Hearing loss is a major public health issue. In fact, the numbers show that hearing loss is the third most commonly reported chronic health condition in the United States. Untreated hearing loss is a danger beyond simply challenging communication, it has been linked to a myriad of other conditions like anxiety, depression, dementia and stress.
That’s why it’s so important to identify and intervene early in hearing loss. However, it’s a tricky condition to self-diagnose because the warning signs are so gradual and subtle. Hearing loss is a degenerative condition that happens slowly over time and it can compound into a serious condition without much notice. Here are a few signs that hearing loss may be making an impact on your life.
Everyone has a case of the mumbles
You might begin to think that everyone around you has begun mumbling, or at least not properly annunciating their words. Perhaps you find yourself asking friends and family members to repeat what they’ve said numerous times. This might be cause for investigation. An early sign of hearing loss is when you can hear someone speaking, but you have trouble distinguishing or making sense of their words.
This is because hearing loss doesn’t present in a sudden lowering of volume. The loudness of someone’s speaking voice might be perfectly audible, but the frequencies of their voice aren’t being caught by the delicate inner ear cells that pick-up sound information. Damage to the inner ear cells can be caused by dangerously loud sounds or simply by the aging process. They are so fine-tuned that even a small amount of damage can impact what frequencies you are able to hear.
Silence is unattainable
Tinnitus is a sign of hearing loss, usually associated with noise induced hearing loss. This condition, in which a constant ringing in the ears (or whistling, buzzing or humming) is heard when no sound is present. Unfortunately, it’s a tell-tale sign of damage to the inner ear. Every time tinnitus is present, some degree of hearing loss has occurred. Though, not everyone with hearing loss also experiences tinnitus.
Daily domestic sounds aren’t available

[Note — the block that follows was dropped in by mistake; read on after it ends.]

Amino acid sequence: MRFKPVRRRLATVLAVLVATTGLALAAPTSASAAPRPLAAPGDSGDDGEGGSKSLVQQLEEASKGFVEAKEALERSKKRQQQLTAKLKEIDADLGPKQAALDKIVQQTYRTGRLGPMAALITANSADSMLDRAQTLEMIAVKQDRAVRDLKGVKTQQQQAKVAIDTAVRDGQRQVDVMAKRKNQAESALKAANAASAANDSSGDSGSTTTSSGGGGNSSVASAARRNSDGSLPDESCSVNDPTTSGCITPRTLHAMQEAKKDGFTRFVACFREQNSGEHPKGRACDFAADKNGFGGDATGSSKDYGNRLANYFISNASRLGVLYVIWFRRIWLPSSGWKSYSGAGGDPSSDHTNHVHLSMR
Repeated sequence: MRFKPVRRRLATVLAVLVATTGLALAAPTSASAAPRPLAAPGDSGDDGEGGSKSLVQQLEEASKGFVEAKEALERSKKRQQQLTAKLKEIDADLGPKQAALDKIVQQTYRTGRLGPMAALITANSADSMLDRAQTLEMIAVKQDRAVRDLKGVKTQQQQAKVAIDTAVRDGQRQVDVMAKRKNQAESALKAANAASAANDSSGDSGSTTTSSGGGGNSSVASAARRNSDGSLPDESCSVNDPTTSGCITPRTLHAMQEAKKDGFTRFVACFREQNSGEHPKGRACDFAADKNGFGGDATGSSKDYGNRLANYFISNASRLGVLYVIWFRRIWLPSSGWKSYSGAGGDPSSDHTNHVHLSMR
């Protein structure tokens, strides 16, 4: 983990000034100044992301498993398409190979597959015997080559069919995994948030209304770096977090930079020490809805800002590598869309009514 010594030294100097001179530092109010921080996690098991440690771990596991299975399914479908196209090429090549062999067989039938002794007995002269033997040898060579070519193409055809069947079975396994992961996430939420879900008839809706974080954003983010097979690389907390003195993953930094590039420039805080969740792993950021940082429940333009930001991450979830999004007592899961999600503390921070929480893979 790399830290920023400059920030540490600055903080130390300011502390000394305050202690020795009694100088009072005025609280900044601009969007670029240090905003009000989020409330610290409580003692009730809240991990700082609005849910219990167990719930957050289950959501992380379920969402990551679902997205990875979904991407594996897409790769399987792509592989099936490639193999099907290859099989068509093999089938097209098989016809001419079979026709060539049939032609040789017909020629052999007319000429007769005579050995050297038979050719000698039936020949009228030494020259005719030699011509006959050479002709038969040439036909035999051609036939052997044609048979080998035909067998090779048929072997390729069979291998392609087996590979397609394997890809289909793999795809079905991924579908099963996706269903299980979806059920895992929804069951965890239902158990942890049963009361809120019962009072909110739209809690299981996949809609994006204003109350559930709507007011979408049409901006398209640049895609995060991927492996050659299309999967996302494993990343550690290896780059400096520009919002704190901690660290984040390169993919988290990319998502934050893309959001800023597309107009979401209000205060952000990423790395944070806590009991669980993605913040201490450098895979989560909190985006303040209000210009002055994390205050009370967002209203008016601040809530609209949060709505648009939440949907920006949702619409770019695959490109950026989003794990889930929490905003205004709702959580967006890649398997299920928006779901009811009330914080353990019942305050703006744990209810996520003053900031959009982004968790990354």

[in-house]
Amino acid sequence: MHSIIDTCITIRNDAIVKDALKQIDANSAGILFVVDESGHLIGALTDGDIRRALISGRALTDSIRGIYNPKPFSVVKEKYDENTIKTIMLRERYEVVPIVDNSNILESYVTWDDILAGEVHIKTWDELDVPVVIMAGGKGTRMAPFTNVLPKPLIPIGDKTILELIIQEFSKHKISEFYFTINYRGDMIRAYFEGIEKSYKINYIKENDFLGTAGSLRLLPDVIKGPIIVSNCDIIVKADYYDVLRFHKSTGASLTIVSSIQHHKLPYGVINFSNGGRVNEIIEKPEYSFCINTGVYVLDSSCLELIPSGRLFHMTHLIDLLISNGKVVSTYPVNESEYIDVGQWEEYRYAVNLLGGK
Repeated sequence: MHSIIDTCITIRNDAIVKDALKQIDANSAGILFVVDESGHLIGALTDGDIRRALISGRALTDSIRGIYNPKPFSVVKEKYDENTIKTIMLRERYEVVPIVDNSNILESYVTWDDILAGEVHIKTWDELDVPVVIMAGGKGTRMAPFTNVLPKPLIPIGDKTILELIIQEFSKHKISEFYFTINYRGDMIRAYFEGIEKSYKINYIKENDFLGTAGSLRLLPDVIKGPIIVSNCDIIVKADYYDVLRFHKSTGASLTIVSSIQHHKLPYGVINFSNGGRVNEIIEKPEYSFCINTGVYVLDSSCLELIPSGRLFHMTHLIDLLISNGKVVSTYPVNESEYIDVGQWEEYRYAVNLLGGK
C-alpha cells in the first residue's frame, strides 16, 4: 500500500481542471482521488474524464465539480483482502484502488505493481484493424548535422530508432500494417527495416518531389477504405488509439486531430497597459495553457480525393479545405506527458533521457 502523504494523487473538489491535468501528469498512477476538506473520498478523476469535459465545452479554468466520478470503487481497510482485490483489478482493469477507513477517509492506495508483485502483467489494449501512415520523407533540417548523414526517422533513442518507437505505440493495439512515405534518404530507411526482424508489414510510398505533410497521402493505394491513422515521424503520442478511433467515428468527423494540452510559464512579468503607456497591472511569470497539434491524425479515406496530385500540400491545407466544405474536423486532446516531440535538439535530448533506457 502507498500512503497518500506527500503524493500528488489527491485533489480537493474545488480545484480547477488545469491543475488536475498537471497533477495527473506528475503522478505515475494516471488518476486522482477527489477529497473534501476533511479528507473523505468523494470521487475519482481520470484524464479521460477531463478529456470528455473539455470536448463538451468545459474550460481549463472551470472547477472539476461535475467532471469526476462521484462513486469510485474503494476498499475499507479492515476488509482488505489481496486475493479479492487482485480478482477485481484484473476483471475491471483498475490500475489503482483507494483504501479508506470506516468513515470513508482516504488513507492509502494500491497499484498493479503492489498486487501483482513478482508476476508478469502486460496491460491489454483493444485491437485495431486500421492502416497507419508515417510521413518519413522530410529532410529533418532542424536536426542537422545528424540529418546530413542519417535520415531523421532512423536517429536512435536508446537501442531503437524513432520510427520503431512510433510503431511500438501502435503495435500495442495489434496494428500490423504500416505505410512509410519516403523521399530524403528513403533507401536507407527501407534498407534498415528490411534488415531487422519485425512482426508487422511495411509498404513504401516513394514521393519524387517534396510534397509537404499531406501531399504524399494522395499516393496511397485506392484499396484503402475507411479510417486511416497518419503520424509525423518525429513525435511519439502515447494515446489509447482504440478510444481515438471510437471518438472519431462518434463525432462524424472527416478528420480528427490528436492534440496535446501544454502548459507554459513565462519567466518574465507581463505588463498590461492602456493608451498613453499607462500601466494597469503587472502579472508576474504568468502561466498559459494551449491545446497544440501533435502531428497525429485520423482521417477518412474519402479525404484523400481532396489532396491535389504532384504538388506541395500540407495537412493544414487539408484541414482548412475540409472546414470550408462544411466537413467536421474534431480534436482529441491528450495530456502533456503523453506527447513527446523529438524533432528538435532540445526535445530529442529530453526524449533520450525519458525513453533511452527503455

There are commonplace sounds that we hear and perhaps we don’t even register. Maybe the faucet in your kitchen drips repetitive and you’ve learned to tune it out. There are the background noises we take for granted, like birds chirping or the neighborhood kids on their way home from school. If you no longer hear these extraneous sounds, your hearing might be damaged. If you’ve missed calls because you can’t hear the phone ring or didn’t hear the doorbell chime when friends stop by, you should have your hearing checked.
Are you too loud for friends and family?
Pay attention to the ways people react to your volumes. This could be the volume of your own voice, the volume of your television or the volume of your car stereo. If your friends and family remark on a preferred volume of yours being too loud for them, you should mention this to your physician.
In early stages of hearing loss, increasing the volume might mask the true problem, which is hearing loss. But because hearing loss is degenerative, choosing to not intervene will only get you to a place down the road where your hearing loss is much more significant.
Chatting at parties has become exhausting
If conversation at parties is increasingly challenging, hearing loss might be at play. The inability to hear clearly in situations with a lot of background noise can be an early indicator of hearing loss. Specifically, this might come up at cocktail parties or in a group dinner party, especially at a noisy restaurant. Someone with hearing loss might have trouble differentiating between speakers, not clearly understanding what is said when someone isn’t directly facing them or following along with a large group conversation.
Get tested for hearing loss
Scheduling a visit with us at Audio Advantage Hearing Aid Center is the best way to get to the bottom of the hearing loss question. After a quick and easy FREE hearing test, you’ll know for sure the extent that hearing loss is present for you, if it is at all! Once you have a reliable diagnosis, our team will work with you to craft an intervention strategy that works for your life.